Tuesday, September 18, 2012

My Get Ready Story: Knowing the importance of preparing for hurricanes

As a part of National Preparedness Month, APHA’s Get Ready campaign asked people to share their preparedness stories with us. Our first story is from Carol L., of Satellite Beach, Fla. Carol tells us how her family gets ready for hurricanes:

Image: Hurricane Andrew making landfall
on the Florida coast,
August 24, 1992 - Courtesy
NOAA's National Weather Service (NWS) Collection

“Every year on the Atlantic Coast of Florida, residents prepare ahead for the hurricane season. A few years ago, a hurricane did major damage that knocked out power for a week.

Luckily, we had volunteers who helped us through the days. Different banks and insurance companies delivered bags of ice to those who needed it. EMTs and National Guard members checked to make sure everyone was healthy. Those who had battery-operated saws volunteered to clear the roads. Residents pitched in to help their neighbors.

Now, we have a list that we post in our laundry room of all the supplies we need to purchase before the season starts. All emergency gadgets are tested to make sure they are in working condition. We have purchased a butane stove. We do not purchase a large amount of food for the freezer. Instead, we leave room to store ice that will keep things cool for a while. We have a good supply of our prescriptions. We also have a plan for evacuation in case we are told to leave the barrier island. Our cars' gas tanks are kept full. The county has assigned buildings that we can use for a few days. Some of the buildings accept pets; others are for those medically impaired. We are ready but we are very happy when the storm passes out to sea.”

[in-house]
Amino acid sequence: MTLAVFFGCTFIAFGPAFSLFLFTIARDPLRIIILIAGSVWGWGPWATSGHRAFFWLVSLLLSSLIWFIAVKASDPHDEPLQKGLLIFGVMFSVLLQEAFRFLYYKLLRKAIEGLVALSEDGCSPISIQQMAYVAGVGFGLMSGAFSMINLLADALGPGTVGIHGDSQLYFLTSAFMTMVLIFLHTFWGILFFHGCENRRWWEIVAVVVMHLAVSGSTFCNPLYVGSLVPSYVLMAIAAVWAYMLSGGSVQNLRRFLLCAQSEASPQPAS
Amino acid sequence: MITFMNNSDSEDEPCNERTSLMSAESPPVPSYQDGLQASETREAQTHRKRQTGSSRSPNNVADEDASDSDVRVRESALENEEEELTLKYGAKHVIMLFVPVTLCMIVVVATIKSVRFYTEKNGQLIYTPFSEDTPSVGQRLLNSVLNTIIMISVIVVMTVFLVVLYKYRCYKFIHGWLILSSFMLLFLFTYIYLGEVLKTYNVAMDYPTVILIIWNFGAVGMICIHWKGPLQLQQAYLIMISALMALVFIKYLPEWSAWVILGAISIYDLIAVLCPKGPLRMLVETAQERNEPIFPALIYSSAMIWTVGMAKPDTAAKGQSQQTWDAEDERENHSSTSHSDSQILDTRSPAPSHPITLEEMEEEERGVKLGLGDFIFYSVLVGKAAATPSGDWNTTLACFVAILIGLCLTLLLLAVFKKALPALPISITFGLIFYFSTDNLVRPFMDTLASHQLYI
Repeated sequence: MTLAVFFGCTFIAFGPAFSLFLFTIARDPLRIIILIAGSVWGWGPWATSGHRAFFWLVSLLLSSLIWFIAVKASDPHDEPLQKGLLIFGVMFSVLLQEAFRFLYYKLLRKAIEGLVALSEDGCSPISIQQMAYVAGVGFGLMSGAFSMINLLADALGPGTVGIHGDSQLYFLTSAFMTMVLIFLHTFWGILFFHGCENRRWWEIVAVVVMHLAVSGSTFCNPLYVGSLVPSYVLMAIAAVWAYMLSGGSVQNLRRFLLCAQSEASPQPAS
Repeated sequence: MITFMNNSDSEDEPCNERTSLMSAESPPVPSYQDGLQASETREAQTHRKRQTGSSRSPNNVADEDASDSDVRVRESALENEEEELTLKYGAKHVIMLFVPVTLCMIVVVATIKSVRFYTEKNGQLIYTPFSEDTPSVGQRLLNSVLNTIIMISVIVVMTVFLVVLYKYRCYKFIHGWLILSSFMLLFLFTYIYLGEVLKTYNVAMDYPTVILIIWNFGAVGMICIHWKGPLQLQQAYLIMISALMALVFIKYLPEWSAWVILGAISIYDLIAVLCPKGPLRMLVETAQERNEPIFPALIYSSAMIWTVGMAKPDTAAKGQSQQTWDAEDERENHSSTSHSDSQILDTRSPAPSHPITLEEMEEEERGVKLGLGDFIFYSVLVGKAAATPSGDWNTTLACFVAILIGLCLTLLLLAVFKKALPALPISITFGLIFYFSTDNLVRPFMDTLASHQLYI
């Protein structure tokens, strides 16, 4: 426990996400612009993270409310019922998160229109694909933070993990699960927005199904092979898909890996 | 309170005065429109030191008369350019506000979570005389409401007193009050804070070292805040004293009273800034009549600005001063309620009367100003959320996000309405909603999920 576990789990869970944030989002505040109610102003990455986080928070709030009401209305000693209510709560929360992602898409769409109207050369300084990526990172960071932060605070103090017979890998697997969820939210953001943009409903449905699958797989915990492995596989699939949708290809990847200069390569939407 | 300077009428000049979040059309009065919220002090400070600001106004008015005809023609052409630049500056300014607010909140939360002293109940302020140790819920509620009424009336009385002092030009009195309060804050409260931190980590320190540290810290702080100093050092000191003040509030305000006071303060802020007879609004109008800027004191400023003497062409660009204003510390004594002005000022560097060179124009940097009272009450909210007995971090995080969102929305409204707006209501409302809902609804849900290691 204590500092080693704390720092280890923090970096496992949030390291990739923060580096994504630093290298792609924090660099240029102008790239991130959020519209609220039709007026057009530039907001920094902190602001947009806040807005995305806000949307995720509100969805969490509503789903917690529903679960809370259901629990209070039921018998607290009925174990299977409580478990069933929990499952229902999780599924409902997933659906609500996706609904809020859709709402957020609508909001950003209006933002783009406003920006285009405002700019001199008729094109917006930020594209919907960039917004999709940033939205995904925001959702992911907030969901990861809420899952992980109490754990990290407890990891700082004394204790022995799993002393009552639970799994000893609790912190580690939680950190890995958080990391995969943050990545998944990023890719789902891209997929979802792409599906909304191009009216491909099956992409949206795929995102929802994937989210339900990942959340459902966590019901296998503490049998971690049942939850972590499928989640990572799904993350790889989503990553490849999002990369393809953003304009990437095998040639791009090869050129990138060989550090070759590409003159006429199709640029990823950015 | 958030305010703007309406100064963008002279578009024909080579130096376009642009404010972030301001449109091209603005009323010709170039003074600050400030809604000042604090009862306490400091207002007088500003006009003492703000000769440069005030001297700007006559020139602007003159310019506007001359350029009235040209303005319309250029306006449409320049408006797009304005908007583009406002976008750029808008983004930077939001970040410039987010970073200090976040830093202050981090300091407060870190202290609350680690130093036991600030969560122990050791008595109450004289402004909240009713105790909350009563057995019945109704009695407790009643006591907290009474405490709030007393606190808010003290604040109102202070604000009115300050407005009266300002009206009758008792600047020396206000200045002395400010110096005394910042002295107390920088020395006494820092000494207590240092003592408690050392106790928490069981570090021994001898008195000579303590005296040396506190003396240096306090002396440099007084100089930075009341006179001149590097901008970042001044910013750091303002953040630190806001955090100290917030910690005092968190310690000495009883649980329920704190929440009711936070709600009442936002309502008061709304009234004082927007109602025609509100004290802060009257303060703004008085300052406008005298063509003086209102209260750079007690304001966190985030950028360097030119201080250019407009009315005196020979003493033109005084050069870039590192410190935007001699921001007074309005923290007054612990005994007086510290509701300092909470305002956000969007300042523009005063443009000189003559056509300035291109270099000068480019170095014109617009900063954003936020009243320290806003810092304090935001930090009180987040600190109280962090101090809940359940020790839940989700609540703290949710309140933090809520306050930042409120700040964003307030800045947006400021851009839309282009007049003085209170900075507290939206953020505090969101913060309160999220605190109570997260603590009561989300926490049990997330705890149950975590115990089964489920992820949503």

How do you get ready for emergencies? Share your story in the comments or send us an email!


santanaT said...

It always surprises me how many people run to the stores after a storm hits! Some people need a reminder to stock up beforehand.

Anonymous said...

So often the tendency is to plan for supplies just for the storm to pass. We forget to consider what we'll be without and need if we lose power for a week or more. Thanks for the reminder that the aftermath of a storm requires additional planning.

Anonymous said...

We learn often from our mistakes.Be prepared. It doesn't take much to gather your supplies.

Anonymous said...

Be prepared! Don't wait to learn your lesson the hard way.